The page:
Hamish Fletcher

Hamish Fletcher is a business reporter for the NZ Herald

Half of NZ workers eyeing new jobs - survey

Of those working in property and construction, 63 per cent said they were likely to look for a new job in the next year. Photo/ Northern Advocate
Of those working in property and construction, 63 per cent said they were likely to look for a new job in the next year. Photo/ Northern Advocate

More than half of the workers in an employment survey are planning to look for a new job in the next year.

According to a survey from recruitment firm Michael Page, 56 per cent of those questioned were "very likely" to seek a job with another employer in the coming 12 months.

The online survey canvassed 260 "professionals" working in jobs ranging from entry-level to senior management.

While over half of the respondents said they were "very likely" to try move roles, 22 per cent said they were "quite likely" while 13 per cent said they were "not likely" to shift.

Nine per cent of those surveyed said they didn't know if they would move.

Michael Page regional director Pete Macauley said the workers' intentions reflected a stabalising local economy:

"As employment activity was quite stagnant in previous years, employees had less opportunity to move roles.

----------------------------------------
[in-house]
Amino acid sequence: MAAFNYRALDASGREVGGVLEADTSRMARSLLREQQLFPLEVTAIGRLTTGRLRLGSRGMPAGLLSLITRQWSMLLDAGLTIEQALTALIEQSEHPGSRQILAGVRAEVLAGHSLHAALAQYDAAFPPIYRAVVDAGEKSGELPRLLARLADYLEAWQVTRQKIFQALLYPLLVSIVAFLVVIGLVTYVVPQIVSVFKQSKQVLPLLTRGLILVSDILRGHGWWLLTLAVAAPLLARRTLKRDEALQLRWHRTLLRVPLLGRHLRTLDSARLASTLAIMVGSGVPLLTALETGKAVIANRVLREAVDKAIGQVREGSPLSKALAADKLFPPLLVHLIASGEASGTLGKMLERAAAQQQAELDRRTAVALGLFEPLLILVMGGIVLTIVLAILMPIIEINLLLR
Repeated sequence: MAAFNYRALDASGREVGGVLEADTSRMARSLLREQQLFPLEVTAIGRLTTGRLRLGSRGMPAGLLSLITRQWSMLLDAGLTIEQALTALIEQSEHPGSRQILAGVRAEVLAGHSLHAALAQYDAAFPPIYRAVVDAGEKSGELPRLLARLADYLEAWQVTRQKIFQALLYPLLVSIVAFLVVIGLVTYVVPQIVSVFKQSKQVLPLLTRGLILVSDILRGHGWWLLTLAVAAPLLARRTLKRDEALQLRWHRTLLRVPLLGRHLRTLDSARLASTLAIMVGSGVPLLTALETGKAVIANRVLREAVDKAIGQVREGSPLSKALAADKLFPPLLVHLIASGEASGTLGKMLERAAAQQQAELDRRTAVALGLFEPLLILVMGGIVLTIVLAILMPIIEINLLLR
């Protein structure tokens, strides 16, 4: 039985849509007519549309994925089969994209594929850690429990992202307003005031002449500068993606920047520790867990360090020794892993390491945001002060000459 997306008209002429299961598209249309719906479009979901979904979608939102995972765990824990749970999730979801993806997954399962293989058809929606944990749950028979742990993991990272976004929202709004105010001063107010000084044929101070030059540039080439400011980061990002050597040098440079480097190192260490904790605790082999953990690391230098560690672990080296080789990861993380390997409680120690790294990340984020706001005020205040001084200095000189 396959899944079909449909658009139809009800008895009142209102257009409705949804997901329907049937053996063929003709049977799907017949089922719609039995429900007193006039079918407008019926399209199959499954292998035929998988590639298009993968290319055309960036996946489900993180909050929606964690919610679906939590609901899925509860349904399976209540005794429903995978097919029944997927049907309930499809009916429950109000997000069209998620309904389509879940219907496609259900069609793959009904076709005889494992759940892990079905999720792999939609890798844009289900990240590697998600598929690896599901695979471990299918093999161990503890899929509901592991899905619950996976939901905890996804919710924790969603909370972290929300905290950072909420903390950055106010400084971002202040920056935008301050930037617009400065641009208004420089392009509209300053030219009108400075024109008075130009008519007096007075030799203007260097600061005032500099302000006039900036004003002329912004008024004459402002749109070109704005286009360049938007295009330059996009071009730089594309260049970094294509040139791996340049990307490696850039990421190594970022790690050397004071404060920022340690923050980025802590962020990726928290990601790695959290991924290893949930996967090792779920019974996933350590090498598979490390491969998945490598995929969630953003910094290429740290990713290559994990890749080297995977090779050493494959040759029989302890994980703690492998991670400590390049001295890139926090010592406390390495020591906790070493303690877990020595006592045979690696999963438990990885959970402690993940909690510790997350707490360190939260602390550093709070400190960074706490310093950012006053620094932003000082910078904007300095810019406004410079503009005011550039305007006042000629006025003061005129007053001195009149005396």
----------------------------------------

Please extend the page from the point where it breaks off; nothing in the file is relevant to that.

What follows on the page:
Also, the sluggish economy didn't allow employers much room to offer wage rises.

"Now employees are taking advantage of improved employment conditions to seek a role that will elevate their career. Similarly, professionals also expect a hike in wages in line with stabilising economic conditions as well as the chance to earn a bonus," he said.

Property and construction was the area where people were most likely to shift, with 63 per cent of survey respondents from that sector saying they were likely to look for a new job.

About a third of those in the survey said they would look for a new job that offers them a 10-12 per cent increase on their base salary. Twenty-two per cent expected a 3-5 per cent pay bump while 16 per cent expected no more money or a salary that was less than in their current role.

Over 60 per cent of workers in the survey said they would seek a pay rise in the next year. Nearly half would be pushing for an increase of 3-5 per cent, while a fifth of those questioned want 6-9 per cent, and another fifth 10-12 per cent. Six per cent said they would be seeking a pay bump of 16 per cent or above.

Read the full report here.

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